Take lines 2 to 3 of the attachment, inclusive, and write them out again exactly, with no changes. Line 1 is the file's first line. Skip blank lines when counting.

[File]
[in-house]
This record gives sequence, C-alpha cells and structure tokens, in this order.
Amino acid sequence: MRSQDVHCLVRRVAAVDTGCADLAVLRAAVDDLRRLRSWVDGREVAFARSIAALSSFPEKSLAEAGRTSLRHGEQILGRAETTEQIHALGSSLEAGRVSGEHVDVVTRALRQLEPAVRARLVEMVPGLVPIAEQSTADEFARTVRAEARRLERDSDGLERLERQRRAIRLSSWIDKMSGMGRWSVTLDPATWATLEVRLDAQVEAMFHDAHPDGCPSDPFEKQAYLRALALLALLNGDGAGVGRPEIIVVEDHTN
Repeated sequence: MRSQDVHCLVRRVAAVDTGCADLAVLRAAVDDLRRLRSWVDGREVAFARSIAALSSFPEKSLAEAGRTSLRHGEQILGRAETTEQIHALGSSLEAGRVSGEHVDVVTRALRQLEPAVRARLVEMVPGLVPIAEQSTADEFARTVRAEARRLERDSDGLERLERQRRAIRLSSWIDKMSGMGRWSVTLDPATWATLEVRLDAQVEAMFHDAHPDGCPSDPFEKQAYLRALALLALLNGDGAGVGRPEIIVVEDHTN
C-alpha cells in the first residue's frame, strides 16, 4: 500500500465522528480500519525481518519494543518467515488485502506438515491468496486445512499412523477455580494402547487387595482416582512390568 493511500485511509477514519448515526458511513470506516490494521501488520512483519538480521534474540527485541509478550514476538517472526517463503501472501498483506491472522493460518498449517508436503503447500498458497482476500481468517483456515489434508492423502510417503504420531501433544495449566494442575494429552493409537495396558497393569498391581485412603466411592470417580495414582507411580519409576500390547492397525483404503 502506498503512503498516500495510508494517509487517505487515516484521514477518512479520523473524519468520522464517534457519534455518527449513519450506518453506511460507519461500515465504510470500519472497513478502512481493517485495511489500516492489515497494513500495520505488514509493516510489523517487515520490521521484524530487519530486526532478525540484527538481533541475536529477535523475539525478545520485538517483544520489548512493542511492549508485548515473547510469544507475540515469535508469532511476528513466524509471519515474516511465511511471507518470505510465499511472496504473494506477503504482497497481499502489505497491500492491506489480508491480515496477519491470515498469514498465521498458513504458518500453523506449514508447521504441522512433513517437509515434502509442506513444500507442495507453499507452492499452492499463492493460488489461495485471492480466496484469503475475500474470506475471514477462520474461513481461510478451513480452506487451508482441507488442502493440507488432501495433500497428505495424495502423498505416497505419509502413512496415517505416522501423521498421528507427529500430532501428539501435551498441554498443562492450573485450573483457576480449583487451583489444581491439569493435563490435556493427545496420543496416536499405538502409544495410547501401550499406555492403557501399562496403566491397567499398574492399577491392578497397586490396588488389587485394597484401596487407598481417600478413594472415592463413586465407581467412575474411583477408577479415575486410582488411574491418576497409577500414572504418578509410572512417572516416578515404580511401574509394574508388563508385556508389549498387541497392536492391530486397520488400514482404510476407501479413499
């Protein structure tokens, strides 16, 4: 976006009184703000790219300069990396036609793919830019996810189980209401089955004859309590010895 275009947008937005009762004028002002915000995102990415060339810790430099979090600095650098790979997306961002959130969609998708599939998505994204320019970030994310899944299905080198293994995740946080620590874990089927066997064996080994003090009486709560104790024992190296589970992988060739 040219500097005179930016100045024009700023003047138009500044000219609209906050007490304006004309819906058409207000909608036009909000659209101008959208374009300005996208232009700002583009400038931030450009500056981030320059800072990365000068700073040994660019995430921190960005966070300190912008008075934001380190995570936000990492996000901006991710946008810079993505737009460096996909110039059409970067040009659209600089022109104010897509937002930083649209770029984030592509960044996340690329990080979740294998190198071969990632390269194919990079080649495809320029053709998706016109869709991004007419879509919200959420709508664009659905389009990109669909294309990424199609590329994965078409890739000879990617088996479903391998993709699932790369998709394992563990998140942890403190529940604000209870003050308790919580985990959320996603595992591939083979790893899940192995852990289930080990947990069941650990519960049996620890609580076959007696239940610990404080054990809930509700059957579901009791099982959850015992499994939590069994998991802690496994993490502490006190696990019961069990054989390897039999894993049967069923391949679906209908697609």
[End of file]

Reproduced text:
This record gives sequence, C-alpha cells and structure tokens, in this order.
Amino acid sequence: MRSQDVHCLVRRVAAVDTGCADLAVLRAAVDDLRRLRSWVDGREVAFARSIAALSSFPEKSLAEAGRTSLRHGEQILGRAETTEQIHALGSSLEAGRVSGEHVDVVTRALRQLEPAVRARLVEMVPGLVPIAEQSTADEFARTVRAEARRLERDSDGLERLERQRRAIRLSSWIDKMSGMGRWSVTLDPATWATLEVRLDAQVEAMFHDAHPDGCPSDPFEKQAYLRALALLALLNGDGAGVGRPEIIVVEDHTN